By Patricia Sellers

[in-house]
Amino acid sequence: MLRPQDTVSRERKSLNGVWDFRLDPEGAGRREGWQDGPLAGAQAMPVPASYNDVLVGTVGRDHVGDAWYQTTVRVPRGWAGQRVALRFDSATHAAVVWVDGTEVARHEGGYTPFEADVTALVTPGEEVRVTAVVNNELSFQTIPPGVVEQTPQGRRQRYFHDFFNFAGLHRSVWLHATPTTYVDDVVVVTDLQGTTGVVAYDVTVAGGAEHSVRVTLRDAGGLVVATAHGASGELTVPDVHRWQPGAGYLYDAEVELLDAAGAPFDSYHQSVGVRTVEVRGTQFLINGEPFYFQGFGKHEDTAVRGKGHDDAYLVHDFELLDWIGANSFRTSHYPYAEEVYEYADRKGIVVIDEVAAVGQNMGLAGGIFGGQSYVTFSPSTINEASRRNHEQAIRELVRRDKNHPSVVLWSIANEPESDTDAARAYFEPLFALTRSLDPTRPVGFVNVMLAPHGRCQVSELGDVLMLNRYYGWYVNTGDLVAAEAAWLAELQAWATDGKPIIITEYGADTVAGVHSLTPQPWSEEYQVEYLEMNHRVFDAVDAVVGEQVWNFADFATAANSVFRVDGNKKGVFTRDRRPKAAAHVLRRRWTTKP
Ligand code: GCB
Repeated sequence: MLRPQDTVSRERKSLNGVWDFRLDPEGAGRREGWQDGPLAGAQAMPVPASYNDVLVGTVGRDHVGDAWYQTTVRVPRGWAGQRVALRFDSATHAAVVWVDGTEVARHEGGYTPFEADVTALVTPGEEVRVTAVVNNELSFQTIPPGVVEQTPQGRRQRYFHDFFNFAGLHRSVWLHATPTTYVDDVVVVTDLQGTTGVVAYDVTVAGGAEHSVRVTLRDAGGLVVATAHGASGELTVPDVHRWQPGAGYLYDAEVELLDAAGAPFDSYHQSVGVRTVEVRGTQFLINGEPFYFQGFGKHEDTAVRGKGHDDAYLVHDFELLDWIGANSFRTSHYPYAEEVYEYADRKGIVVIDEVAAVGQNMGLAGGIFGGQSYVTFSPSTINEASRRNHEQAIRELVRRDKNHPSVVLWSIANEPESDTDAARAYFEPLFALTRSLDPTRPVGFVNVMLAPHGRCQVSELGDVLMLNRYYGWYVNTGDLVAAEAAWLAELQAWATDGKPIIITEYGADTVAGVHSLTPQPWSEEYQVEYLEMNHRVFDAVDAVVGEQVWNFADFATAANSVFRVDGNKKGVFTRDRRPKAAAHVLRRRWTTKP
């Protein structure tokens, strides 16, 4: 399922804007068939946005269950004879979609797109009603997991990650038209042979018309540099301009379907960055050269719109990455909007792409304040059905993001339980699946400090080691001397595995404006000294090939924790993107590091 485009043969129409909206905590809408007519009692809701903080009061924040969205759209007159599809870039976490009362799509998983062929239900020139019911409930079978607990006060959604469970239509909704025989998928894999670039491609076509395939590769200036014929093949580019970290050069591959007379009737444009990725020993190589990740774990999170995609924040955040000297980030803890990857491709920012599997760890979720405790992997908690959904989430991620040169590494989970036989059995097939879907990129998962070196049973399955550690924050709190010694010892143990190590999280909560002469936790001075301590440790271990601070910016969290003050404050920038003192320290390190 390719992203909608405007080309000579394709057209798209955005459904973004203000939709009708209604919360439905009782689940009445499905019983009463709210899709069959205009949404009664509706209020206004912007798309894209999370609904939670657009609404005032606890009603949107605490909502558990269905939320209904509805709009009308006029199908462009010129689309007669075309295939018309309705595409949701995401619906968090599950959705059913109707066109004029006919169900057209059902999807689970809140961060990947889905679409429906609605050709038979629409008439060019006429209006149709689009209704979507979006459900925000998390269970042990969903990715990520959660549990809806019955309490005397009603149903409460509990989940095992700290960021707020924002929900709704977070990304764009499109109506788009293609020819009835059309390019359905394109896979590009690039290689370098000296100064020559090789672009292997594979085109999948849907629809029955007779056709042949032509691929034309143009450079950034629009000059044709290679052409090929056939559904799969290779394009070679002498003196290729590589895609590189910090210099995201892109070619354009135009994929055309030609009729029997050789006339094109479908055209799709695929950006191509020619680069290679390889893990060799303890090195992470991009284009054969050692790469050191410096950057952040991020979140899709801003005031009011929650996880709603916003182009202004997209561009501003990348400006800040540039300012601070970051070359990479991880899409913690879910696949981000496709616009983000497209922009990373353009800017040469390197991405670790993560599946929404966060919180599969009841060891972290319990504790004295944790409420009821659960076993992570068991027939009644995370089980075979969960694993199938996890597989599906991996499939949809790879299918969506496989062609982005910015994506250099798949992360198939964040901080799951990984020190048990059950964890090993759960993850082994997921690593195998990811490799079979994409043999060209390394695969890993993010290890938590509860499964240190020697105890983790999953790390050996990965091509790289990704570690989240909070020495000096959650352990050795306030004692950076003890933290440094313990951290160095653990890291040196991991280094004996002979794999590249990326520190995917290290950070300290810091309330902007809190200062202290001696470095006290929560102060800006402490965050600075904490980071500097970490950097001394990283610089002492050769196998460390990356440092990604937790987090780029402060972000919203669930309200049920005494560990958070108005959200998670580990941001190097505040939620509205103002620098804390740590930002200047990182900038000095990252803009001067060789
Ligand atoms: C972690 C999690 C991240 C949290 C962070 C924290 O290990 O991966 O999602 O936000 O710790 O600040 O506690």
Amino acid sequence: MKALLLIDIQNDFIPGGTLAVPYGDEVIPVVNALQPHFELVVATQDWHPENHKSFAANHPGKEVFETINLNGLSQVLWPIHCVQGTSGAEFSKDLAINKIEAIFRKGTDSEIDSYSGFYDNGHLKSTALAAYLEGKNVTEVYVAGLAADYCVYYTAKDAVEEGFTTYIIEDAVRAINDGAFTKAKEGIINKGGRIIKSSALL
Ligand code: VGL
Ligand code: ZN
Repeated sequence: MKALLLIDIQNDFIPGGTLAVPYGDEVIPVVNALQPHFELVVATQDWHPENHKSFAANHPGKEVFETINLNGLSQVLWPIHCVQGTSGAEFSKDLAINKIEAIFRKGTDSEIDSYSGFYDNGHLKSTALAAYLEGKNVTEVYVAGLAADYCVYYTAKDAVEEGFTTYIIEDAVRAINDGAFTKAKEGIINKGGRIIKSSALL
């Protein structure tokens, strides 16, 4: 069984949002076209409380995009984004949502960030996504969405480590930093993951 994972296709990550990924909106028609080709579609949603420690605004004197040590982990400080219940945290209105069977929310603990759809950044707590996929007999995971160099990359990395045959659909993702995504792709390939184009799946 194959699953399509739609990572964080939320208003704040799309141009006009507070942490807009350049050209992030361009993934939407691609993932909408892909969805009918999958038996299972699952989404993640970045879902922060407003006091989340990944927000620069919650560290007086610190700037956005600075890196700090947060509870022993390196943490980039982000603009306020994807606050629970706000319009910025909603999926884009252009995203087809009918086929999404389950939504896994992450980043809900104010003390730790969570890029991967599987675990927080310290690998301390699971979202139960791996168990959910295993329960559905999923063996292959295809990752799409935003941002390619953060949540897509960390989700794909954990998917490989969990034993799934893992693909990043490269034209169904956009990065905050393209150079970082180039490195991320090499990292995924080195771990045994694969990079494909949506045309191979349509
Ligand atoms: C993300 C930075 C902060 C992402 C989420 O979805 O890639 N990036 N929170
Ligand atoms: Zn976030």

(FORTUNE Magazine) – IN 1985, Frances Lear walked away from her 28-year marriage to television producer Norman Lear. Norman ended up with a younger woman and Frances with a divorce settlement worth $112 million and a grand scheme for spending the riches. She would start a magazine ''to fill a need in women to have happier lives.'' Lear's, the magazine that emerged last February with an astounding 76 pages of advertising, about twice the norm for a premier issue, is a glossy celebration of the vitality, sensuousness, and attractiveness of women over 40. Recent issues have each been packed with up to 100 pages of ads for autos, cosmetics, fashions, and financial services. Circulation is 350,000 copies, more than that of Harper's Bazaar. Out of hurt and frustration, Frances Lear, 65, tapped into an expanding older female market: Some 40% of American women are over 40 now, and in 2000, 46% will be. Achieving her goal, says the editor-in-chief and sole owner, has brought her ''a sock in the ego.'' With no experience in publishing, Lear took 2 1/2 years getting her national magazine off the ground. And no wonder. A manic depressive who has been on lithium for the past 15 years, she admits, ''My illness makes me more volatile than many other people who are the heads of companies.'' Her bizarre style has caused numerous staffers to defect. Until two years ago she ran Lear's out of her palatial duplex in Manhattan's Ritz Towers, with her cook and butler -- and sometimes her trainer, hairdresser, and manicurist -- nearby. As she explains, ''I wanted to save money. It seemed the better way to do business.'' Former editors say she was given to changing quotes in articles -- which she denies -- and she once flew into a rage when an editor wanted to capitalize the word ''god.'' Lear considers herself intense, passionate, and emotional, qualities that stem from a need during childhood ''for security and recognition and accomplishment.'' At 17 she dropped out of school to work as a salesgirl. Twice-divorced at 33, she met Norman Lear, who took her to Hollywood, where he developed All in the Family and Maude. Much of her personality landed in the blunt, abrasive Maude. By 1993, Lear envisions an empire with ''two good magazines and one on the drawing board. I think I'll have a weekly TV show, where I interview interesting people -- not celebrities for the most part.'' She has talked to publishers about a joint venture but may have trouble finding a partner. Some were turned off by her manner at the American Magazine Conference last October when an audience member asked her about the difficulties of magazine startups. ''It ruined my sex life for a few weeks,'' she replied. Was that answer a mistake? No, she says. ''I said it because I found that section of the program rather dull.'' P. S.